I’m the guy that wrote the “Why I Hate the AR” article a couple decades ago. But I’ve come around to them now… after 50 years of continual development, AR’s are pretty much all decent enough now. They all work pretty well. But… I’m really picky when it comes to AR’s now. I’ll dismiss most AR’s in any gunshop. Being jaded as I am… having seen everything on the market with little that actually impresses me… People ask me all the time what I look for. What I look for in an AR first and foremost is Accuracy. It’s all about that Barrel. I want it Cold Hammer Forged. If it’s not – I’m just not going to spend my money on it. Period. So I am going to look for those markings on the barrel to ID where it came from, so I can know how it’s made. CHF barrels are no guarantee of it being super accurate – just consistent. And that’s where accuracy starts. With traditionally made barrels – some can be very accurate. Others, less so. You don’t know what you are getting until after you bought it.
CHF Barrels, takes away that variation.
I’m also going to look for a free-floating barrel. Traditional A1 and A2 and other similar handguards that are connected at the front, are things I am going to always avoid. You can have an accurate rifle with those… But simply gripping them differently will apply different pressures to the barrel and effect the Harmonics. Variations in Barrel Harmonics will effect accuracy.
You know how some rifles prefer loads of different bullet weights and velocities? Reloaders will play with powder loads to find that perfect load for max accuracy – what they are really playing with is Harmonics.
Allow me to explain. When a shot is fired from the barrel, that barrel starts to move. A lot more than you would think. An accurate rifle has a very consistent movement and the bullet exits the muzzle the same place in the barrel’s movement every time. Things that change the way the barrel moves effects this – and thus effects accuracy most often in a negative way.
I want the Upper and Lower receivers to be tight. With as little movement as possible. In some builds, designed for close quarters, or in AR Pistols, this isn’t so big of a deal. A little movement isn’t going to effect anything. But for a rifle configuration for longer range work – I want this to be a bank vault fit. Or if this is a build that is supposedly a super high quality build… or anything north of 900 dollars… I want this to be a bank vault fit.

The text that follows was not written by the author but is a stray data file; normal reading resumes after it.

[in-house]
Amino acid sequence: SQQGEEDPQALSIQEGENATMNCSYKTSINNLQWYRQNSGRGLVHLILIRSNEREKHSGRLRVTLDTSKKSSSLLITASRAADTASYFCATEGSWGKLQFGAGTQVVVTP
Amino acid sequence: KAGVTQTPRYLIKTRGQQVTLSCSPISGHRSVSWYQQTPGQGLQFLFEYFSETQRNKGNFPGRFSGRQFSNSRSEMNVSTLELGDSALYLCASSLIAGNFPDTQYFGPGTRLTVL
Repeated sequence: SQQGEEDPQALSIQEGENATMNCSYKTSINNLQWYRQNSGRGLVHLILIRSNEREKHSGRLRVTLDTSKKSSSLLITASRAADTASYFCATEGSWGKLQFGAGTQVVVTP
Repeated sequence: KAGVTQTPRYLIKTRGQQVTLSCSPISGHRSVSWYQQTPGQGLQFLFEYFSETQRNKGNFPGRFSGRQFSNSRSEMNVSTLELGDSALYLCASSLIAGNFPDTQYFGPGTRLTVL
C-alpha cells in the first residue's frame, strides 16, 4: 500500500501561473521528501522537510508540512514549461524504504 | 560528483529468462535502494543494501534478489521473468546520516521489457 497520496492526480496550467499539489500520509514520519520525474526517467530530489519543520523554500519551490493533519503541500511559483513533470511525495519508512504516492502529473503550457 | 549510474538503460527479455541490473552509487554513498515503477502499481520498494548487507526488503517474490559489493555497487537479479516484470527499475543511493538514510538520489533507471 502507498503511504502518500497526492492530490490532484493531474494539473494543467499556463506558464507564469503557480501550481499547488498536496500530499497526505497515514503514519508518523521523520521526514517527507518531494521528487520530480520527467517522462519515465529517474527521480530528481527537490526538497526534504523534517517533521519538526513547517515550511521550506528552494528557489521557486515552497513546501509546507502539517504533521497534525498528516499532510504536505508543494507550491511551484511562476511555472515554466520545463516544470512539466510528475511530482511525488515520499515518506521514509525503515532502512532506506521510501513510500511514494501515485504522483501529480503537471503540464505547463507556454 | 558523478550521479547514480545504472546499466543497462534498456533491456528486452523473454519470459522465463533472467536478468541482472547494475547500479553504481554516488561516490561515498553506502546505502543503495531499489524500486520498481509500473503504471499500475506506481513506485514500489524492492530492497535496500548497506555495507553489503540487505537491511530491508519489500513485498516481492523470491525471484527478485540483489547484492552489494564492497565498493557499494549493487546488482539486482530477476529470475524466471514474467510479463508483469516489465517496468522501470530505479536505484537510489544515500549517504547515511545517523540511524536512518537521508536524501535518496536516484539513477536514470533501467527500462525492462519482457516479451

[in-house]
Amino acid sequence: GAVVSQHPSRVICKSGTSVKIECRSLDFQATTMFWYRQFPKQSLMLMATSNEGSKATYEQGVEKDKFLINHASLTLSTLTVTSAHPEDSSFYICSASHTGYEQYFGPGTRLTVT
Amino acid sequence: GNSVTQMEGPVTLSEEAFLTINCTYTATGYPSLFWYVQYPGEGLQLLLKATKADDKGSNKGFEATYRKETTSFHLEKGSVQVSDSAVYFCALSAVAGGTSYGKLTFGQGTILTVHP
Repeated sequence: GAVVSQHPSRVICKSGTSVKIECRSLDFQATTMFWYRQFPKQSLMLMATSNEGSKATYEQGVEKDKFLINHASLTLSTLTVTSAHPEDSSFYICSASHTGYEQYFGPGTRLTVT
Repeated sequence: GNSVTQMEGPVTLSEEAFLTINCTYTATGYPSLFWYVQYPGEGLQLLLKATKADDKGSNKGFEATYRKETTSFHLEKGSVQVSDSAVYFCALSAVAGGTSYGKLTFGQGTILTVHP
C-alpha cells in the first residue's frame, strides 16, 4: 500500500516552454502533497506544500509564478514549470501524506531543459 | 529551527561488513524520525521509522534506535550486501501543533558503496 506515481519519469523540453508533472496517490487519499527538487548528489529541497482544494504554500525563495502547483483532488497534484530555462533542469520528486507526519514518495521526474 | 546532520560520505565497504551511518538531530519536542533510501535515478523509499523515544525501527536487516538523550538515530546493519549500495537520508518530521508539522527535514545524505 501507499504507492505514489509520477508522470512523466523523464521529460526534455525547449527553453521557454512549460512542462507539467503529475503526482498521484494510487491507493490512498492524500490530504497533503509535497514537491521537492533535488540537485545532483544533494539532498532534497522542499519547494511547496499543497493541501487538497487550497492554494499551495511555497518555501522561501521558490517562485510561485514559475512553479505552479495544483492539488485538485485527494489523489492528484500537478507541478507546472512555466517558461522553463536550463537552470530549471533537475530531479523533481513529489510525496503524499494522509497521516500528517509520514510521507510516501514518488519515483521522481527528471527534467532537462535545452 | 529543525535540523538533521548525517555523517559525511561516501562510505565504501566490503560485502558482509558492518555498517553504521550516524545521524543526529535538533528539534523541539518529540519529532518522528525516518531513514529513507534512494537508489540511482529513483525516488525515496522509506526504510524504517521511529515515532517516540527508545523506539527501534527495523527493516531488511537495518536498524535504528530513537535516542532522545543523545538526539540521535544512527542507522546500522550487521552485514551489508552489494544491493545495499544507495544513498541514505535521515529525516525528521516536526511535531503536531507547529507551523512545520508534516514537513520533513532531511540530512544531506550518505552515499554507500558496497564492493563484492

The other thing I look for in an AR is a good trigger pull. I don’t care about the weight in most AR triggers. But I want that break to be crisp and clean. I want it to break like a hard thought.
These are the main things I look for in an AR. Everything else can be altered and changed out easily. So they don’t matter so much. But what I described – that’s the foundation to build your Configuration on.
7 thoughts on “What I look for when looking at an AR type firearm.”
I gave up on my AR hatred some time ago … ARs are just easier to accurize. An M-14/M-1A can be accurized at great expense, but all that can be undone in an instant by picking it up by the fore-guard and swinging it a bit.
Competitive shooters went to the AR for good reason.
And the AR easily passes the mud test:
I don’t know really….the M16 (AR) were developed to be “short range” ie: 150-200 yard carbine vs .30-06 and .308 heavy rifle and in reality most if not all will be minute of felon accurate at that range. I would use your criteria if looking for a longer range competition gun but for the jungle/urban fighting role just about any AR will fit the bill. Add its easy repair and millions of part sitting around and we have a winner!
Wrong. Reliability should be the first thing for a home defense carbine.
Who said this was a Home Defense Carbine? I said what I look for… Home Defense is SHOTGUNS in my home.
Besides, the “Reliability” thing in an AR… An AR either IS or they are far from. Most decent brands are making outstandingly reliable AR’s now. Pretty much as long as it doesn’t say DEL-TON or Double Star, it’s probably quite reliable.
The biggest problem with AR reliability is a lack of decent lubrication and shooting the things in. BCG’s are often way too stiff in a new AR and after about 500 rounds, and a good lubricant even a Del-Ton can turn into a reliable rifle. Most failures in the AR is when they get dry. Dry, Hot, Dirty… Fails. Wet? They can get as hot and dirty as you can handle. Keep it wet with lube and you will have a good time.
Just like a weekend in Vegas.
I’ve been shopping around and have wondered how Del Tons are. What are your experiences with them? Obviously negative but im still curious. Reliability is my number one concern and I don’t want myself or anyone i know left with an unreliable rifle
I wouldn’t have one.
They can be built up to be reliable, but you’ll have poor fit and poor results. Just avoid them.
See the video I posted above, Mark, and compare it to the AK mud test.
AK uber-reliability is a myth.